OpenAI stopped 5 campaigns that used its tech for ‘deceptive influence’

Avatar

Artificial intelligence firm OpenAI revealed it had identified and disrupted several online campaigns that leveraged its technology to manipulate public opinion around the globe.

On May 30, Sam Altman founded AI company OpenAI stated that it has “terminated accounts linked to covert influence operations.”

“In the last three months, we have disrupted five covert IO [influence operations] that sought to use our models in support of deceptive activity across the internet.”

The bad actors used AI to generate comments for articles, create names and bios for social media accounts, and translate and proofread texts.

The firm behind ChatGPT stated that an operation called “Spamouflage” used OpenAI to research social media and generate multilingual content across platforms like X, Medium, and Blogspot in an attempt to “manipulate public opinion or influence political outcomes.”

It also used AI to debug code and manage databases and websites.

Fake AI generated post by one of the Spamouflage accounts. Source: OpenAI

Additionally, an operation called “Bad Grammar” targeted Ukraine, Moldova, Baltic States, and the United States using OpenAI models to run Telegram bots and generate political comments.

Another group called Doppelganger used AI models to generate comments in English, French, German, Italian, and Polish that were posted on X and 9GAG, also designed to manipulate public opinion, it added.

Comment about Ukraine, and video about Gaza, posted to 9GAG’s “Motor Vehicles” channel. Source: OpenAI

OpenAI also mentioned a group called “International Union of Virtual Media” that used the tech to generate long-form articles, headlines, and website content published on their linked website.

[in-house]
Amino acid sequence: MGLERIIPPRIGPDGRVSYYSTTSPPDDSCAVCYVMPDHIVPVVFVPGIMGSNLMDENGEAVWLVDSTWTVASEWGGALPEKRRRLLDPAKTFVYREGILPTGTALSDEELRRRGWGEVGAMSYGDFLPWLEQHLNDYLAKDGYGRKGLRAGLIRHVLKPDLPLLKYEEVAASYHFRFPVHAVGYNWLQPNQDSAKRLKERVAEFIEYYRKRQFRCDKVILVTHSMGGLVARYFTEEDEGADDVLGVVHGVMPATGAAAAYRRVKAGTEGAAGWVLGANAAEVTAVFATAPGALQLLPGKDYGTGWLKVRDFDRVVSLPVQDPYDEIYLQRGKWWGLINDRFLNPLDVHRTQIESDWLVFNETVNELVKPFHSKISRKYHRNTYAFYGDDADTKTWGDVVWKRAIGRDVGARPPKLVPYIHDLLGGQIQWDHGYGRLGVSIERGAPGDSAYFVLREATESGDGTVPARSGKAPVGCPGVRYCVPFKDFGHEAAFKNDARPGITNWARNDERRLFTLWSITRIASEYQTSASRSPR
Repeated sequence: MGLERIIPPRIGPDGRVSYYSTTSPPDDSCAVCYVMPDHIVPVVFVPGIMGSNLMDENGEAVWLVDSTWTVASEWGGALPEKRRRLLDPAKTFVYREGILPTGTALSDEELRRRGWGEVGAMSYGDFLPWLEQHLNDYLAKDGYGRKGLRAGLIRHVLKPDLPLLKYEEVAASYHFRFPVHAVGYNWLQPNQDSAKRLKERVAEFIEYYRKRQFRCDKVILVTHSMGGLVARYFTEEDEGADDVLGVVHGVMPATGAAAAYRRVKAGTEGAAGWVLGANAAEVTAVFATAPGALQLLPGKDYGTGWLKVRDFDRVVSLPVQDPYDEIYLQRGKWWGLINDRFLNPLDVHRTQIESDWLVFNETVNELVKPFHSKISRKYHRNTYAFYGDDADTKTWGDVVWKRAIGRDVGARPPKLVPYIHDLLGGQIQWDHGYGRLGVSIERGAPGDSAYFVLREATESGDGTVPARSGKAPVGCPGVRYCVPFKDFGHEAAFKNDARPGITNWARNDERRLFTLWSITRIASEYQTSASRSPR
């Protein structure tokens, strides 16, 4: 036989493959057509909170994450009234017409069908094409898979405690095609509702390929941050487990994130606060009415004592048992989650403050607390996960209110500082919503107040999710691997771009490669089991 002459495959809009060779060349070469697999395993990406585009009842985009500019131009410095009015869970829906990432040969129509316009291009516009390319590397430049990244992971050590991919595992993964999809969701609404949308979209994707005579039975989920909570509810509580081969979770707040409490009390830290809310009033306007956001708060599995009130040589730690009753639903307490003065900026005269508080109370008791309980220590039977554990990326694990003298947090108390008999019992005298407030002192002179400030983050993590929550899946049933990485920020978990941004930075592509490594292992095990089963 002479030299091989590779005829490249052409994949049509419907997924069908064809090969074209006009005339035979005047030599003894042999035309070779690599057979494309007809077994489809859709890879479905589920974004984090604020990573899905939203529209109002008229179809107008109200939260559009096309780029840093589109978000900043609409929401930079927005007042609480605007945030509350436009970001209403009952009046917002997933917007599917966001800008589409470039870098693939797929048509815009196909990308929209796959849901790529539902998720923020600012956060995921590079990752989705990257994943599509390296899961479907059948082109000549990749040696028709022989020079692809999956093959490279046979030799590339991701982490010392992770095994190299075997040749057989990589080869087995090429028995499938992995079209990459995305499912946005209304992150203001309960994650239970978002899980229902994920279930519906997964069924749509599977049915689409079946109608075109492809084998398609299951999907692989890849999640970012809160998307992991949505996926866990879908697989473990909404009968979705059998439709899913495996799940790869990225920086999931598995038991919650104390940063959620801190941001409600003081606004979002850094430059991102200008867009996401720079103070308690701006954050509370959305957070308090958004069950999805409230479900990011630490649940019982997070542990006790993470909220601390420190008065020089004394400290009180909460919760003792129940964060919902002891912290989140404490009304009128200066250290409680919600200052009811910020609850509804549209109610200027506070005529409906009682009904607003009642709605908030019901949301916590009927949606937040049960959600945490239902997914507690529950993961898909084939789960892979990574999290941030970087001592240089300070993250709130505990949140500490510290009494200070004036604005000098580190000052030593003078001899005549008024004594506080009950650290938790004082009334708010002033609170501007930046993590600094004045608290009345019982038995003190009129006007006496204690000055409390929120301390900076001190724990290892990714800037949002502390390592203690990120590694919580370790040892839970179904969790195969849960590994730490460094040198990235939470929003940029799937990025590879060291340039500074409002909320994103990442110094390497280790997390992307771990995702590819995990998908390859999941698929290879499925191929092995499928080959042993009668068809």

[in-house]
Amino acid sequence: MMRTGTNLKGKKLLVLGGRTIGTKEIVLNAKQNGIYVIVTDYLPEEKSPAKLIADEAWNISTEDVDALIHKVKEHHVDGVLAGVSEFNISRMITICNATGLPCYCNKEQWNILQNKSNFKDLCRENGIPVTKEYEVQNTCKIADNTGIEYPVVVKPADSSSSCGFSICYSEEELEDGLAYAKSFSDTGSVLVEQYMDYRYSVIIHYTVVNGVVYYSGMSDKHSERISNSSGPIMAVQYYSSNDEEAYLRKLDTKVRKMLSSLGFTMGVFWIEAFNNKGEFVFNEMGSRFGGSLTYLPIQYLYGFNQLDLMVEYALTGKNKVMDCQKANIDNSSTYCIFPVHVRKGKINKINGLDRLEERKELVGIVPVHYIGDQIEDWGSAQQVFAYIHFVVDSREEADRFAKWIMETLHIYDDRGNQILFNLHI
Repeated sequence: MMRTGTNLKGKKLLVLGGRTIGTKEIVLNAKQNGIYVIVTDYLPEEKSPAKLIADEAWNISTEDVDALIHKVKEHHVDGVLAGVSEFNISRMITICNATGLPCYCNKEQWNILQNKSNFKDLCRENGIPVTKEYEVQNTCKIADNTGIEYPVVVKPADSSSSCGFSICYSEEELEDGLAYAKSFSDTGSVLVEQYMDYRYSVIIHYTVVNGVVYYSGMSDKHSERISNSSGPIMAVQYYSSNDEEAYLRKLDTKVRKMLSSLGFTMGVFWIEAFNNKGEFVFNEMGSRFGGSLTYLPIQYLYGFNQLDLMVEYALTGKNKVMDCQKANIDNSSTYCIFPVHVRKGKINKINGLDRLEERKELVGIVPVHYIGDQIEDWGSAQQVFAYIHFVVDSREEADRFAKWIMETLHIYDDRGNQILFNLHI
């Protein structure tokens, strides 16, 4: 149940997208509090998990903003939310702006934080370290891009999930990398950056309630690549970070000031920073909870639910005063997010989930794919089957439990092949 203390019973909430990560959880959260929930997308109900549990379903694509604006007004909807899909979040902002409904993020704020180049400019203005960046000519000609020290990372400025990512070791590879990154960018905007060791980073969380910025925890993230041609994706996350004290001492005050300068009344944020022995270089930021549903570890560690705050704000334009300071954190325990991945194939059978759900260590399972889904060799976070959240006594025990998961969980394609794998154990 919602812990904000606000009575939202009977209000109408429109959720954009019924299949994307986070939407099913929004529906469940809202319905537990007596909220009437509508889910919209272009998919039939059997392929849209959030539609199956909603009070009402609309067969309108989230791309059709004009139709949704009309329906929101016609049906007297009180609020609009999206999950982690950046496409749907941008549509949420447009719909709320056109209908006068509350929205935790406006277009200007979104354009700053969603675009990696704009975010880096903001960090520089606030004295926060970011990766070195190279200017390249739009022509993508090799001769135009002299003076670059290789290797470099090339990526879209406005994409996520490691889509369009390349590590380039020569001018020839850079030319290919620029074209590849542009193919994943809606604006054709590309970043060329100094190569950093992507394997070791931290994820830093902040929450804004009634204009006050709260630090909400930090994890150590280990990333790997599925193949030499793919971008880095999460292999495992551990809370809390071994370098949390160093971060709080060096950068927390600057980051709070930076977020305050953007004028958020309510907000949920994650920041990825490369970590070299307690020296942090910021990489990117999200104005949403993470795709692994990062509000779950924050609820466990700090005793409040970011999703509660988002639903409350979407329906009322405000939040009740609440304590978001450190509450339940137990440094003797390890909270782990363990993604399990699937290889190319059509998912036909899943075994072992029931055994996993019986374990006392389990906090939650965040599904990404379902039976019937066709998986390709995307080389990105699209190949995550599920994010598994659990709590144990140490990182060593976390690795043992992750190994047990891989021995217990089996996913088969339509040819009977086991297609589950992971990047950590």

OpenAI said it also disrupted a commercial company called STOIC, which used AI to generate articles and comments on social media platforms such as Instagram, Facebook, X, and websites associated with the operation.

OpenAI explained that the content posted by these various operations focused on a wide range of issues:

“Including Russia’s invasion of Ukraine, the conflict in Gaza, the Indian elections, politics in Europe and the United States, and criticisms of the Chinese government by Chinese dissidents and foreign governments.”

Related: Sam Altman’s OpenAI reportedly in partnership talks with his other firm, Worldcoin

“Our case studies provide examples from some of the most widely reported and longest-running influence campaigns that are currently active,” Ben Nimmo, a principal investigator for OpenAI who wrote the report, told The New York Times.

The outlet also reported that it was the first time that a major AI firm has revealed how its specific tools were used for online deception.

“So far, these operations do not appear to have benefited from meaningfully increased audience engagement or reach as a result of our services,” concluded OpenAI.

Magazine: ‘Sic AIs on each other’ to prevent AI apocalypse: David Brin, sci-fi author